Un drapeau qui respecte la règle de la limitation du nombre de couleurs. Comptez bien, il y en a moins de huit.
Intéressant article ce matin dans les colonnes de l'Independent sous la plume de Michael McCarthy sur le rôle des drapeaux dans les sociétés modernes.
Identity parade: What do flags say about nations – and human nature?
National pride? The St George's Cross has been adopted by the far right but has also become a symbol for England football fans. Experts say its simple design is an example of good flag design
So out it pops today, as always in the last week of April, waving in the wind like some great blowsy red-and-white spring blossom which has suddenly emerged: the Cross of St George. But while blossom is universally welcome, the red cross on white of England, hoisted in its homeland on this St George's Day, 23 April, arouses contradictory and dangerous emotions: enthusiasm on the one hand, contempt and distrust on the other. Can there be a national flag anywhere which is so potentially divisive in the very country it symbolises?
The reason of course, is simple, and troubling: in the last 60 years Britain has become multicultural, and for some people, especially on the far right, the Cross of St George, and indeed the Union Flag of Britain itself, have come to symbolise aggressively the white identity of the country pre-immigration; and so they have understandably become objects of suspicion to ethnic groups and the political left.
In recent years, however, the Cross of St George has made a comeback in terms of familiarity and acceptability, which most people date to Euro 96, the European football championships that were held in England that year. England fans adopted it when they played Scotland at Wembley, at a moment when waving the Union Flag seemed inappropriate (it contains the saltire, the Cross of St Andrew, and belongs to the Scots as much as the English) and from there it boomed. During the last World Cup, in 2006, the whole country was covered in red and white.
Some people worried about this; others took a quite different view, saying it was time to "reclaim the cross from the racists", and the opprobrium that once clung to the flag seems to have slackened. Whatever view you take, you had better be prepared for another explosion of red and white crosses this year, with the staging in June of the 2010 World Cup in South Africa.
Strange that a country's principal emblem should come to represent its divisions, when in virtually all of the rest of the world the national flag, at least ostensibly, stands for the union of the nation, and is respected as such. In England, by contrast and almost uniquely, there is very little flag respect; it has been replaced by flag distrust, which may be healthy democratically, but which has gone so far, especially on the radical left, as to make all flags seem suspicious to some, just as all nationalisms can seem suspicious. A few years ago a radical comedian wrote a piece on flags which finished with a paean of praise to flag-burners everywhere, encouraging the burning not just because protesters might disagree with something the country in question was doing, but because flags should be burned for being flags – "and flags are rubbish".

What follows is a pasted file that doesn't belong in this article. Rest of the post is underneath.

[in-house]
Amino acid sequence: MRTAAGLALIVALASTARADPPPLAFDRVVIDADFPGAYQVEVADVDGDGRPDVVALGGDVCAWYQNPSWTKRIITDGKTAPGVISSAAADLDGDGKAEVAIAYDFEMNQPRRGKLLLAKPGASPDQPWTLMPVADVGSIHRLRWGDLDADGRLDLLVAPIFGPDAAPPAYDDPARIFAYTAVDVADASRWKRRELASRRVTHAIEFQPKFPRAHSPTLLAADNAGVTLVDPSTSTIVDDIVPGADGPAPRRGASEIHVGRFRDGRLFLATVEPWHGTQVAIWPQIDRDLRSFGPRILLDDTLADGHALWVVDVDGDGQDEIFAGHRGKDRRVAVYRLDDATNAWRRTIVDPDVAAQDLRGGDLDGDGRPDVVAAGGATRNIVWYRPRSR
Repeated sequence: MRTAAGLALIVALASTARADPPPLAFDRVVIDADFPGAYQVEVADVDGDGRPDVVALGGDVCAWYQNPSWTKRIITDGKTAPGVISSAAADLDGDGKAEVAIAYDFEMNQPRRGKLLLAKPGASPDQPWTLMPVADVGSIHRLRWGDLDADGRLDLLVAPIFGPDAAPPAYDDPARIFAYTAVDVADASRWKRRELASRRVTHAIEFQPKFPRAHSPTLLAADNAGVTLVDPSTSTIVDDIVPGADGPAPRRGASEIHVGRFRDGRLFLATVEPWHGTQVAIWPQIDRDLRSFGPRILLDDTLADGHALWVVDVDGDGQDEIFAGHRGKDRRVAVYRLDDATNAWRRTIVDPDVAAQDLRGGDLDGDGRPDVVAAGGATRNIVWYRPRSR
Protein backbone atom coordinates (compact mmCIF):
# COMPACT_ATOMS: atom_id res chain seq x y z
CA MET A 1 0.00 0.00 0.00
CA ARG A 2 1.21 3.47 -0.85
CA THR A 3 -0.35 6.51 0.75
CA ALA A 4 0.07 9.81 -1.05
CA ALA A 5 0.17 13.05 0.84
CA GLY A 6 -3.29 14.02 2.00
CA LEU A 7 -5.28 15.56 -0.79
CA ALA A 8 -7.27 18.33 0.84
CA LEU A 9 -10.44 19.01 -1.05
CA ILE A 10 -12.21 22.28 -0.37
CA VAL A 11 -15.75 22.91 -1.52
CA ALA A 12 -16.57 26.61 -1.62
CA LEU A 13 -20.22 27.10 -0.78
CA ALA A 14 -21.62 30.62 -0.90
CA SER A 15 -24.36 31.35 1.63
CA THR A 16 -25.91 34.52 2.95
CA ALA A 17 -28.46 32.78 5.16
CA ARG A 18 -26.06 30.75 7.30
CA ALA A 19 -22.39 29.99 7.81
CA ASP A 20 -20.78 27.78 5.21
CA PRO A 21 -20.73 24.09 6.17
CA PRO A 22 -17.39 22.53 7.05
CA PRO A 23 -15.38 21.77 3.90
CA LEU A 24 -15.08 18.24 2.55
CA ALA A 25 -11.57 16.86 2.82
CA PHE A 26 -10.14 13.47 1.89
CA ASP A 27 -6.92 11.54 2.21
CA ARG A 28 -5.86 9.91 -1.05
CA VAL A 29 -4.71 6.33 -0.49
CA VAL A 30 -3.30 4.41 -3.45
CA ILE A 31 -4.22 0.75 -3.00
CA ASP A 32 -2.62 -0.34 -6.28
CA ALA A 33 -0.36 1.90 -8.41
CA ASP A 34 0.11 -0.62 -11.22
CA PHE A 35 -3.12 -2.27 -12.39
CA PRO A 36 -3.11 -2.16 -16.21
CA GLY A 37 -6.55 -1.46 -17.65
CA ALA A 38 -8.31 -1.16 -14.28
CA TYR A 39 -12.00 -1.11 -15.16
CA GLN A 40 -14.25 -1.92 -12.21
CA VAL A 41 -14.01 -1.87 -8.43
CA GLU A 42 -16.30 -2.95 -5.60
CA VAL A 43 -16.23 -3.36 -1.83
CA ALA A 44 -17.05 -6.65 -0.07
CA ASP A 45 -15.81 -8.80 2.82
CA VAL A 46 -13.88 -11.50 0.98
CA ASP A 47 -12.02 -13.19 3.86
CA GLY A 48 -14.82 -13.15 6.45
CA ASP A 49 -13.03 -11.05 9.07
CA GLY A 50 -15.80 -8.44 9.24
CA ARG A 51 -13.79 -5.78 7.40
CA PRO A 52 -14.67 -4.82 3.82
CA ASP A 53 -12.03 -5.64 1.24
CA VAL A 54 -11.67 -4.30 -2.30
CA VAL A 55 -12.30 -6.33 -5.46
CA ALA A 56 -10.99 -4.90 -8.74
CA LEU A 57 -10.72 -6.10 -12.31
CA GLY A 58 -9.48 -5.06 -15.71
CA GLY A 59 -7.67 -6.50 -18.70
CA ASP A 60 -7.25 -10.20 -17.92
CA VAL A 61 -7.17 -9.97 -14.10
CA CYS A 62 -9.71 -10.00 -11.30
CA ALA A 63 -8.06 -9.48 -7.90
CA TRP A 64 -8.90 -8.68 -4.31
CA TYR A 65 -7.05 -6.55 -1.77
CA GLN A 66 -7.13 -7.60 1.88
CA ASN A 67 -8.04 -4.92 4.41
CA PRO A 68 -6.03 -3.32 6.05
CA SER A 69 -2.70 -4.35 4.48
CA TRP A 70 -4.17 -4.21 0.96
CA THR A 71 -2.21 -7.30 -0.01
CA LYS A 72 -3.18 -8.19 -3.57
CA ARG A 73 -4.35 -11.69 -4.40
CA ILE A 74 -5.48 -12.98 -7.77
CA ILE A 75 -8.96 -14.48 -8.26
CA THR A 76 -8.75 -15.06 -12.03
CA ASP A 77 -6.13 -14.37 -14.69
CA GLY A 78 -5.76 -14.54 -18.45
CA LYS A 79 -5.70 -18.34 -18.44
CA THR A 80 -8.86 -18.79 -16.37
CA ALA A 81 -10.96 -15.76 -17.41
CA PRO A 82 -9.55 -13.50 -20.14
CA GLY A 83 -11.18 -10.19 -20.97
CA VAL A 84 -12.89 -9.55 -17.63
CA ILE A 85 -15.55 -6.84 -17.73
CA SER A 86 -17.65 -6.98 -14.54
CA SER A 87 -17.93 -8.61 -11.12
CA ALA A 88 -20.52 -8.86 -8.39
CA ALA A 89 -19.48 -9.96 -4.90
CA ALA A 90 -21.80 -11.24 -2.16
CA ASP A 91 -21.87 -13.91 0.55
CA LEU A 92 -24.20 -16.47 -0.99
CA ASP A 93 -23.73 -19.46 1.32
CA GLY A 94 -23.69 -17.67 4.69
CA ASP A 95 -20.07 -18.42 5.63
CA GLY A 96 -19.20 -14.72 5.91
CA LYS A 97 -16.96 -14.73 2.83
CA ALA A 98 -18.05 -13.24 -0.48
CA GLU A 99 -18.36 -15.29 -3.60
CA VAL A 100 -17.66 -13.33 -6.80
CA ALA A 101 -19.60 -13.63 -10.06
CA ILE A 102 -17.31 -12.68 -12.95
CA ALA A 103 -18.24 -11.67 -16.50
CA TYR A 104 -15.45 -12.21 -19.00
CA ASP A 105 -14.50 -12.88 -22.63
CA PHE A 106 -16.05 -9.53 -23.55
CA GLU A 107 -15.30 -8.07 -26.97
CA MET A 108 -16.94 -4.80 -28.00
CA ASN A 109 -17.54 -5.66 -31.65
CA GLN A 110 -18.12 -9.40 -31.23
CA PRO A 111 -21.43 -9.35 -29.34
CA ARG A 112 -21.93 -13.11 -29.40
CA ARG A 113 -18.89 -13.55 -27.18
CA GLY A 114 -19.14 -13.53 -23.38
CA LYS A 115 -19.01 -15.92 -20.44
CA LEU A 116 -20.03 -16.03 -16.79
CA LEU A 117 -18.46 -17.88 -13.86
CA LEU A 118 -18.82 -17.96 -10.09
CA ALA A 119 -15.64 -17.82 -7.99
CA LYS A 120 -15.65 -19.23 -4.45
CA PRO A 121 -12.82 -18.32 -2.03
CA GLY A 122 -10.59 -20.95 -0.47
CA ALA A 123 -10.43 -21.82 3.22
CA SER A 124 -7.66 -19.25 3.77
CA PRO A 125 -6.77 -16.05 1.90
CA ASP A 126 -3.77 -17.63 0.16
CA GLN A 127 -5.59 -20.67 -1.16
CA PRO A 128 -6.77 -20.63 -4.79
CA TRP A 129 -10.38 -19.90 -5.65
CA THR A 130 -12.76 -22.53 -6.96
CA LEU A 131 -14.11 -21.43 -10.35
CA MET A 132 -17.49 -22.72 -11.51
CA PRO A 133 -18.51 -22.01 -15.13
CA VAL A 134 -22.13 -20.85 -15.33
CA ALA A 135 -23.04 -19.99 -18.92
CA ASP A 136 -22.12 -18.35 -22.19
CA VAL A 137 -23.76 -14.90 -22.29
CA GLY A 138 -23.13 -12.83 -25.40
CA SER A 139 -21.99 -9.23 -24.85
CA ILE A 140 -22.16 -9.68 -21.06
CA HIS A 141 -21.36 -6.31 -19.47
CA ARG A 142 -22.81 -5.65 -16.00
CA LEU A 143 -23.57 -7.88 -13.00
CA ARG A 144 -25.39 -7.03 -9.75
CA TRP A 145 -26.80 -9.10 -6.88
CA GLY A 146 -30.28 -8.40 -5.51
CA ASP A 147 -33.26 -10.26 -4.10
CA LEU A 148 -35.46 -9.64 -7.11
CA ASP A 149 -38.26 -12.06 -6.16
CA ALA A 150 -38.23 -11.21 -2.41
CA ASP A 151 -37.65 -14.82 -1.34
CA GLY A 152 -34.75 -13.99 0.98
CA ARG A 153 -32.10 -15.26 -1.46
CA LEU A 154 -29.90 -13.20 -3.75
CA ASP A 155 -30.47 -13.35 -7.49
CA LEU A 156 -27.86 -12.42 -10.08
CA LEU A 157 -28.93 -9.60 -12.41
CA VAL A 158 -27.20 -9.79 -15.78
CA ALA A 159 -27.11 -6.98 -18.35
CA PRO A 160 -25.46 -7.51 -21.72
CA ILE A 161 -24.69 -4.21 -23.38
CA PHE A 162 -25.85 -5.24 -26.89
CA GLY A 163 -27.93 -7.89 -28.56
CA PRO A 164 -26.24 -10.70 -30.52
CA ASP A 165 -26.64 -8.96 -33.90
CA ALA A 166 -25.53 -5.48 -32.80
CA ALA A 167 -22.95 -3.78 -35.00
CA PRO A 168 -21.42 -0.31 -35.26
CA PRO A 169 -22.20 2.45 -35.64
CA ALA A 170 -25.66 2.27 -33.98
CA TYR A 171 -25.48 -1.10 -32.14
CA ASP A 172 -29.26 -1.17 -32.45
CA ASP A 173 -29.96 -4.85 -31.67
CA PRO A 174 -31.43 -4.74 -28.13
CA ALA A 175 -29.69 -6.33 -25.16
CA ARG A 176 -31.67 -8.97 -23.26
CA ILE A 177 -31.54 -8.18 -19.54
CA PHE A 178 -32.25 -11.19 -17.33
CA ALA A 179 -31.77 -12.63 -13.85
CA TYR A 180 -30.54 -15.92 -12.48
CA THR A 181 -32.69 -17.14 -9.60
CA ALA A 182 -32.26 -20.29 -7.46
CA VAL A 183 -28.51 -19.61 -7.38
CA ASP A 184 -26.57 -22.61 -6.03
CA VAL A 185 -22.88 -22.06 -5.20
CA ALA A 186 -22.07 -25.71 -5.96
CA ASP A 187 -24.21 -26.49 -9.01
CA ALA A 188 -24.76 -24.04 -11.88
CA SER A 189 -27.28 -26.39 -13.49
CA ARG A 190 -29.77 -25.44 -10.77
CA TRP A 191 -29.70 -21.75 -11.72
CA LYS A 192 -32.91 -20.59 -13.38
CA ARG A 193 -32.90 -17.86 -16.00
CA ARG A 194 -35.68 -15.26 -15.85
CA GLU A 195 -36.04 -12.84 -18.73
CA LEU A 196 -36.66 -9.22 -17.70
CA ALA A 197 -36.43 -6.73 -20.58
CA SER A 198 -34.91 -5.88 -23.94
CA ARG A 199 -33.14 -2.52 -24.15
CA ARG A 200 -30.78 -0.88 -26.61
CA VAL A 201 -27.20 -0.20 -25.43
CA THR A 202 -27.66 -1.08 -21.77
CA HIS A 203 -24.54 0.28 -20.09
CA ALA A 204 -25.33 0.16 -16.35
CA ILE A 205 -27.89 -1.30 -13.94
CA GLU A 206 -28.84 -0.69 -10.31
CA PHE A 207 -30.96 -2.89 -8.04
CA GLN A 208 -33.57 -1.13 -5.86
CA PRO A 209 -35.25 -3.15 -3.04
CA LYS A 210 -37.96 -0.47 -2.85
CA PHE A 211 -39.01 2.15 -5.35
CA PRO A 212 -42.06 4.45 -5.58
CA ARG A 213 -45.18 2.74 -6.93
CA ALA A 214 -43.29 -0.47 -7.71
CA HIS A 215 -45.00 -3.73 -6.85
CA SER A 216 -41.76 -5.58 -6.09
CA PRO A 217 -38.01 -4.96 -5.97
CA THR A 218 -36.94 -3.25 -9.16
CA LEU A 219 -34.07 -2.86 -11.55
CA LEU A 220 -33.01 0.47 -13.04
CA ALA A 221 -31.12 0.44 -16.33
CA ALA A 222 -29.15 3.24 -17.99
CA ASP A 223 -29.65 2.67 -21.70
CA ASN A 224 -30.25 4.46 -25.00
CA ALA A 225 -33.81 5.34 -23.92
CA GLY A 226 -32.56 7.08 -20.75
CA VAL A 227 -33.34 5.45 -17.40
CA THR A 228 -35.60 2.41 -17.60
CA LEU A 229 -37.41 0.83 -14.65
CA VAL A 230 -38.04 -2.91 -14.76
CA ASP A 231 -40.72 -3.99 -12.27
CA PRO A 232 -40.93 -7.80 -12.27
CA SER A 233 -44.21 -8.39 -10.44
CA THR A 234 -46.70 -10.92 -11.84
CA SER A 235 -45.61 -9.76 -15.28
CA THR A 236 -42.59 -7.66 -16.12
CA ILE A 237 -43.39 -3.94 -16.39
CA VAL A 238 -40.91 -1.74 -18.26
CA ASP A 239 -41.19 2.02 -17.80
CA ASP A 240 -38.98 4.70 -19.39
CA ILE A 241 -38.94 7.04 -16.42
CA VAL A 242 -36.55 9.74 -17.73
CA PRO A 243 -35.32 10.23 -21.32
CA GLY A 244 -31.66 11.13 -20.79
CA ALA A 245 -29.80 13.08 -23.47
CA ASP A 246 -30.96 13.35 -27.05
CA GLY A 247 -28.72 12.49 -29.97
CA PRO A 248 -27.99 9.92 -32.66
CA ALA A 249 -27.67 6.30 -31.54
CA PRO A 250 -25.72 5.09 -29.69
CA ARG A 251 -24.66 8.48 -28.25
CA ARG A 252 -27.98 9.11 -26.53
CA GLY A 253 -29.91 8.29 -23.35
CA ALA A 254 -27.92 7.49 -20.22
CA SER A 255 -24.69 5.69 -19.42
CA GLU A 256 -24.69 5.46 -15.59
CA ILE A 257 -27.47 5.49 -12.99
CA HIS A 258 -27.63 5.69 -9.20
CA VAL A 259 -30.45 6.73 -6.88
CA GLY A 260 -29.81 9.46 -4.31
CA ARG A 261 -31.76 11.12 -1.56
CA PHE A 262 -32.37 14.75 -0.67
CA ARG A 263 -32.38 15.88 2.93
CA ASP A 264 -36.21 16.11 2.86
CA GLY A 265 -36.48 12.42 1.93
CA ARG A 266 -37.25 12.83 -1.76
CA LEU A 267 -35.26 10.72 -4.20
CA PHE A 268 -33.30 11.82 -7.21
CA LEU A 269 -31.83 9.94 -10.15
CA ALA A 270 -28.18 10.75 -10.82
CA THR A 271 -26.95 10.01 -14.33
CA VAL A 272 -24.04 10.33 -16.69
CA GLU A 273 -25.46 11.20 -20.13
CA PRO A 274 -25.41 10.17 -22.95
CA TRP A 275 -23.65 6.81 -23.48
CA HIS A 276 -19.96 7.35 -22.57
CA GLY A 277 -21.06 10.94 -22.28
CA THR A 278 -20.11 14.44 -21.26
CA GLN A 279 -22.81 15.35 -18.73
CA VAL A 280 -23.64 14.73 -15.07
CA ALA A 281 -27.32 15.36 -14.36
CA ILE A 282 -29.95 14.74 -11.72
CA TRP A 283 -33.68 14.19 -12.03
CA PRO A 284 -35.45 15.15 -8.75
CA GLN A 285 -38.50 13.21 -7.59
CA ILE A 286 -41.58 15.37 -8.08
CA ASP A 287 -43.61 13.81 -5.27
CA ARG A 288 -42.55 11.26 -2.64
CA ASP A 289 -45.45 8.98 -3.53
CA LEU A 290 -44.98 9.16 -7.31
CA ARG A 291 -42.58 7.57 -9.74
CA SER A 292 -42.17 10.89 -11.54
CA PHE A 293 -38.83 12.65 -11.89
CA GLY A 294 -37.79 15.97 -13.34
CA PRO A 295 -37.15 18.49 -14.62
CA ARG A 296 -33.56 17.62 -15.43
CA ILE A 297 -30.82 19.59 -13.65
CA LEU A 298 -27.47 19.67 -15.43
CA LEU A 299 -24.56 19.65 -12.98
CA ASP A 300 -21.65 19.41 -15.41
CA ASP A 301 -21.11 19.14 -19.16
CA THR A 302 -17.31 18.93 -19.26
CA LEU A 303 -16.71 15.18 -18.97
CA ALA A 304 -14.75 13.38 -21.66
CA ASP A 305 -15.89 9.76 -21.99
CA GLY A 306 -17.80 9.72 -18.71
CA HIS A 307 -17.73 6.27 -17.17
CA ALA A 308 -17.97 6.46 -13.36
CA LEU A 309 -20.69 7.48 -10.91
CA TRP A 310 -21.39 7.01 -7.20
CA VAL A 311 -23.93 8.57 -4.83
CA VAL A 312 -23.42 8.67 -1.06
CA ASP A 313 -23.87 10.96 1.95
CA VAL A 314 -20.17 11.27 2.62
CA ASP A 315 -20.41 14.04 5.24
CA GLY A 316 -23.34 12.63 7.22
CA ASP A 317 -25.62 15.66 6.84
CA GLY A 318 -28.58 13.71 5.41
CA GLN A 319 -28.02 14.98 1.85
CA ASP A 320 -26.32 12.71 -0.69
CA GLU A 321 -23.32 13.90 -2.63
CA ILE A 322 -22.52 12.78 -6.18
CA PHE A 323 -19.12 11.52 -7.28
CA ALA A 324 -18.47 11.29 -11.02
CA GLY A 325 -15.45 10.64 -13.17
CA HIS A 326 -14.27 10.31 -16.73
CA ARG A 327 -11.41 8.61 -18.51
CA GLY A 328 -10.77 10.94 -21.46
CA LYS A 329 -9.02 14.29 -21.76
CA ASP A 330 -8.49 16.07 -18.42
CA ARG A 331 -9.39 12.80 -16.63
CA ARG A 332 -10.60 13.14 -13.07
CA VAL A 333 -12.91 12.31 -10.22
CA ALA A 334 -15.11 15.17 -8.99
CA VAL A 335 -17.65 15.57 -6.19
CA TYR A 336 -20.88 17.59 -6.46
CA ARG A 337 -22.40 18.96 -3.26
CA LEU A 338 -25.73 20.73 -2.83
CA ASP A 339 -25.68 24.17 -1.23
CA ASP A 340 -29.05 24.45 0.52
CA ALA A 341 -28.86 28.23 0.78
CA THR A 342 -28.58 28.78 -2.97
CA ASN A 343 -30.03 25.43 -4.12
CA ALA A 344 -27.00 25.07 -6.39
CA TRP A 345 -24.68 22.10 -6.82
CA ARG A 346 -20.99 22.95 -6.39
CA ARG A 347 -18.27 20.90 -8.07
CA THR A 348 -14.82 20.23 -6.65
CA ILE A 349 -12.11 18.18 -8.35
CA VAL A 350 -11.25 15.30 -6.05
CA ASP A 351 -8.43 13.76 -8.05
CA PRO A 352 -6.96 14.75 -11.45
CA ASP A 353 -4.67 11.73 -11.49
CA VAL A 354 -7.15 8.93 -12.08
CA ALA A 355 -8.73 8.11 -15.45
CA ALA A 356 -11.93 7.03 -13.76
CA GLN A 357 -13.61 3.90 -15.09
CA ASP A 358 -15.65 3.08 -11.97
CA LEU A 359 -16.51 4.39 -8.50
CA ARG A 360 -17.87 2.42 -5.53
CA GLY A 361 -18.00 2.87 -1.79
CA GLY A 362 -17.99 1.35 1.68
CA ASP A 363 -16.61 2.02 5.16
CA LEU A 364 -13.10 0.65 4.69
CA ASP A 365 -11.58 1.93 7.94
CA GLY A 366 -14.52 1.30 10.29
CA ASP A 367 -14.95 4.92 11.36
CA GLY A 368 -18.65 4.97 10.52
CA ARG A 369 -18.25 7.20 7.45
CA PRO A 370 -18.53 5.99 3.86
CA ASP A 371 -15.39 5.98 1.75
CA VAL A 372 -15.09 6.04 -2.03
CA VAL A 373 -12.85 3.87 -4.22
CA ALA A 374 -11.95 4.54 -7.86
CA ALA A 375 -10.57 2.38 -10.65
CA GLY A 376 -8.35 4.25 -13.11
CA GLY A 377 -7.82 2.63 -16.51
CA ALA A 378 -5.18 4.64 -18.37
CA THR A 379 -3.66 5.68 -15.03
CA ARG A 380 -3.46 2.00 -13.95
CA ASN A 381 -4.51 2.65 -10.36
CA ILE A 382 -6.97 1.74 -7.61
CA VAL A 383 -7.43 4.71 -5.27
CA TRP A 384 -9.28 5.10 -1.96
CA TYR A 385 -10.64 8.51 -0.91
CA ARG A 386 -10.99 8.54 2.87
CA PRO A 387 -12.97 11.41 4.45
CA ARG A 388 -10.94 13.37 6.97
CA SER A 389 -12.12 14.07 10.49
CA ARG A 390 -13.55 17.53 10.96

Well, maybe they are. Yet we can't get away from them. Ask yourself a question: if you were designing a country from scratch, one named after yourself, Great Smithia, perhaps, or Jonesland, would you ignore the idea of a national flag? You can be perverse and say "yes", but I bet you a pound to a pinch of snuff that in reality it would be one of the very first things you would think of, and you would agonise over it endlessly – does the red stripe appropriately represent my struggle? Do the green dots properly symbolise Auntie Maureen's Irish background? – just as much as you may have already agonised over your eight records for Desert Island Discs (for when you make it, and you finally get that call from the Beeb).
It's about who you are, and that can't be ignored. Emblems of identity are an essential part of being human. They have often been brightly coloured, down the centuries: think of the purple stripe on the Roman toga, the bright blue woad on the ancient Briton's face. In fact, such indicators are far older than humans, being hugely prominent in the natural world: think of the colours, and the colour patterns, in flowers, butterflies and birds, each belonging specifically to a particular species. Why do you think they're there?
Once upon a time the answer was that the Good Lord had put them there for our delectation. No longer. Now we know that, on the contrary, they have evolved as identity emblems with ruthlessly specific survival purposes, to attract pollinators, to win mates, to blend into backgrounds, to warn predators that you are poisonous; in short, to let you survive, and get your genes into the next generation (which evolutionary biologists would say was the principal purpose of existence).
Yet paradoxically, although they may be merely functional in their origin and purpose, colours in nature can also spark tremendous delight, tremendous elation in human spirits; and as someone who writes about the natural world and was pondering this paradox, I was led to flags, as a way of trying to understand how colours and combinations of colours affect us.